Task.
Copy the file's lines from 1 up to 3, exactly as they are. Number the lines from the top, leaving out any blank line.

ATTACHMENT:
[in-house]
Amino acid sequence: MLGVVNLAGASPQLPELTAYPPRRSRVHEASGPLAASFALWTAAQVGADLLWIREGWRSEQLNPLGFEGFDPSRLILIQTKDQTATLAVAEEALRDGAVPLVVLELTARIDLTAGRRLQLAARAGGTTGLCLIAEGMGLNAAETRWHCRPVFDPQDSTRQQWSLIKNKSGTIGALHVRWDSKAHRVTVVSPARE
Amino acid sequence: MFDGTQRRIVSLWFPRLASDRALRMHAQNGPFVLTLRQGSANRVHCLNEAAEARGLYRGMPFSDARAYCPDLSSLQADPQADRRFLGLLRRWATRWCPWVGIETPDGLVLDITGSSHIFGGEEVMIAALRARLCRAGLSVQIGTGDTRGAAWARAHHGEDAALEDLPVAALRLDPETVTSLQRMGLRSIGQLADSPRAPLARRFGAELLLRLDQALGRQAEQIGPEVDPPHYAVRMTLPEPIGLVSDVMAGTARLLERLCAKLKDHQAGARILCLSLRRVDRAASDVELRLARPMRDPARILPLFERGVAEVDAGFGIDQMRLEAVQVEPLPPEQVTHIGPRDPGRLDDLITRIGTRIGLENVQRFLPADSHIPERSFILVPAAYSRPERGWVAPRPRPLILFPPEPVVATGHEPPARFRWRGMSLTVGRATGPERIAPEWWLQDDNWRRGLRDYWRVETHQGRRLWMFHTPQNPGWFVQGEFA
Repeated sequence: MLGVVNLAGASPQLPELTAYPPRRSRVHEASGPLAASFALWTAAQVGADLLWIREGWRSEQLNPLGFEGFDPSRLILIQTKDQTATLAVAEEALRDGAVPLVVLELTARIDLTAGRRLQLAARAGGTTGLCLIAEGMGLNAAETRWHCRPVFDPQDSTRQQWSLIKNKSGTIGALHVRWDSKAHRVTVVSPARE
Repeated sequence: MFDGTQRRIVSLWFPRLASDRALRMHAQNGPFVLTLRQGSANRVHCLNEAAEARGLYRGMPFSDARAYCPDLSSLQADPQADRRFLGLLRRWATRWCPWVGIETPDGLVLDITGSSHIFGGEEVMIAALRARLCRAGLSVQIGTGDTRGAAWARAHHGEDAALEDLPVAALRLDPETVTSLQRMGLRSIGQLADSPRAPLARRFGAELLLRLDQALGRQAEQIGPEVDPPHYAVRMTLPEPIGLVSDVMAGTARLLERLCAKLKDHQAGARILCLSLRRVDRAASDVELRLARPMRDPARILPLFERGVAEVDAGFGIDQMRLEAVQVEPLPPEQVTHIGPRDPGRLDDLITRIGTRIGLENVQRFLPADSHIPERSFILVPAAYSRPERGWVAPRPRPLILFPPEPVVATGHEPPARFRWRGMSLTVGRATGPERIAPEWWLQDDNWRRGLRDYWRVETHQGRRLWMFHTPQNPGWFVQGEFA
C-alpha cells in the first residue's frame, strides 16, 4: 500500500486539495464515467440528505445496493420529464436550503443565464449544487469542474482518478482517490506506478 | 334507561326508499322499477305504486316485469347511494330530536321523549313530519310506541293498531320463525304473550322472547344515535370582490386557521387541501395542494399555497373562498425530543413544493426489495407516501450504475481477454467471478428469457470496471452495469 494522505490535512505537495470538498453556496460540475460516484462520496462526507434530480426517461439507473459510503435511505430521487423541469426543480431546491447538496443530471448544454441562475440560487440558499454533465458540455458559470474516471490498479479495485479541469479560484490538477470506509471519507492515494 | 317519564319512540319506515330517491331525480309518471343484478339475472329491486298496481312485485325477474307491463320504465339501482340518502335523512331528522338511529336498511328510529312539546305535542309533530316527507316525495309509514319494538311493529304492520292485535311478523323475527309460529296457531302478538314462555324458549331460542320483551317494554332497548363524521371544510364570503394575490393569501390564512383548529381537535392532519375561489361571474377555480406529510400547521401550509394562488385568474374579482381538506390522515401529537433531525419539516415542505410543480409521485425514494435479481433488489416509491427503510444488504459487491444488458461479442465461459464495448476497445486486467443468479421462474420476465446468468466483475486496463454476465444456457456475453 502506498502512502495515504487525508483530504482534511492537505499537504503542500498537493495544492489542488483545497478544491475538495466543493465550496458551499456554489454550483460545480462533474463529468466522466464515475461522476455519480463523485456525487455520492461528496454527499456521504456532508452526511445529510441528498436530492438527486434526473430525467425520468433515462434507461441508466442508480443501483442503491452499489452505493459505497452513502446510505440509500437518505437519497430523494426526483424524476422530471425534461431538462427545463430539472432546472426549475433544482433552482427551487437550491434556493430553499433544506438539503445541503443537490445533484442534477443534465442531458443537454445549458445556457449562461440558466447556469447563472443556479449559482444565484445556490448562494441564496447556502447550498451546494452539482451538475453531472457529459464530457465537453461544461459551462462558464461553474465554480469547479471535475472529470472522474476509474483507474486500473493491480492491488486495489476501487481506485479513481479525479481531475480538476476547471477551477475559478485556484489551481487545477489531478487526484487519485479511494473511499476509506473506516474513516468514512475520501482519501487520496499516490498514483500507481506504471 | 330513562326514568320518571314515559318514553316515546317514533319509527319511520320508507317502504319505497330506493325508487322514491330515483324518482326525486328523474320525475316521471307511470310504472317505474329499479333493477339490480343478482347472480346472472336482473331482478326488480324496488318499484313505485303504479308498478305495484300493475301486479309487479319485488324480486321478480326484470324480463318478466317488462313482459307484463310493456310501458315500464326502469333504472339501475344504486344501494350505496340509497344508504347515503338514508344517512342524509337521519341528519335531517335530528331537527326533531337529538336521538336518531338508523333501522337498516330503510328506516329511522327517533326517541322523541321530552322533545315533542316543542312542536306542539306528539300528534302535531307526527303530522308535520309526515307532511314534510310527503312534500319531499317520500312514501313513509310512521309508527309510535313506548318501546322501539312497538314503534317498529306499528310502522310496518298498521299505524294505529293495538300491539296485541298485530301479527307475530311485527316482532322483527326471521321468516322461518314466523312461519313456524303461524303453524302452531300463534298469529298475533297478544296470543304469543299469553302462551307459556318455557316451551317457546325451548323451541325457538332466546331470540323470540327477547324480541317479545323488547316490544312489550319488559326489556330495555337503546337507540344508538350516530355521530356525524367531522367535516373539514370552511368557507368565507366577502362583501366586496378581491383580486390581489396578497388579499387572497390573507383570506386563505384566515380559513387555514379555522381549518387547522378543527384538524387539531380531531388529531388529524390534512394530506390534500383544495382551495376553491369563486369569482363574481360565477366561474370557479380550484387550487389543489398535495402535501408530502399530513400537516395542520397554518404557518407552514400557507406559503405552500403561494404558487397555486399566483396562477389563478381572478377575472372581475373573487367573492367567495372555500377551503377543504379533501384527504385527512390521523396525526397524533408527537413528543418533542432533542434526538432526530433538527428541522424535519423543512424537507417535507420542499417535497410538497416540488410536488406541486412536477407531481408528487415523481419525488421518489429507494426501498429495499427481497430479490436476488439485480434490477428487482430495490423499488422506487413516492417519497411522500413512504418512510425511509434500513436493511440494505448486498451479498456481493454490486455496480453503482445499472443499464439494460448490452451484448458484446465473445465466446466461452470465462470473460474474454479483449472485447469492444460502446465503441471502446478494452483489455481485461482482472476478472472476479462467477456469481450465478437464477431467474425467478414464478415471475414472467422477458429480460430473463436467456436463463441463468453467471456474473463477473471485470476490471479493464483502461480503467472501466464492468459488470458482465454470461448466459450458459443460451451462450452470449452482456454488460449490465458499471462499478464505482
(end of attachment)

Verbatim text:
[in-house]
Amino acid sequence: MLGVVNLAGASPQLPELTAYPPRRSRVHEASGPLAASFALWTAAQVGADLLWIREGWRSEQLNPLGFEGFDPSRLILIQTKDQTATLAVAEEALRDGAVPLVVLELTARIDLTAGRRLQLAARAGGTTGLCLIAEGMGLNAAETRWHCRPVFDPQDSTRQQWSLIKNKSGTIGALHVRWDSKAHRVTVVSPARE
Amino acid sequence: MFDGTQRRIVSLWFPRLASDRALRMHAQNGPFVLTLRQGSANRVHCLNEAAEARGLYRGMPFSDARAYCPDLSSLQADPQADRRFLGLLRRWATRWCPWVGIETPDGLVLDITGSSHIFGGEEVMIAALRARLCRAGLSVQIGTGDTRGAAWARAHHGEDAALEDLPVAALRLDPETVTSLQRMGLRSIGQLADSPRAPLARRFGAELLLRLDQALGRQAEQIGPEVDPPHYAVRMTLPEPIGLVSDVMAGTARLLERLCAKLKDHQAGARILCLSLRRVDRAASDVELRLARPMRDPARILPLFERGVAEVDAGFGIDQMRLEAVQVEPLPPEQVTHIGPRDPGRLDDLITRIGTRIGLENVQRFLPADSHIPERSFILVPAAYSRPERGWVAPRPRPLILFPPEPVVATGHEPPARFRWRGMSLTVGRATGPERIAPEWWLQDDNWRRGLRDYWRVETHQGRRLWMFHTPQNPGWFVQGEFA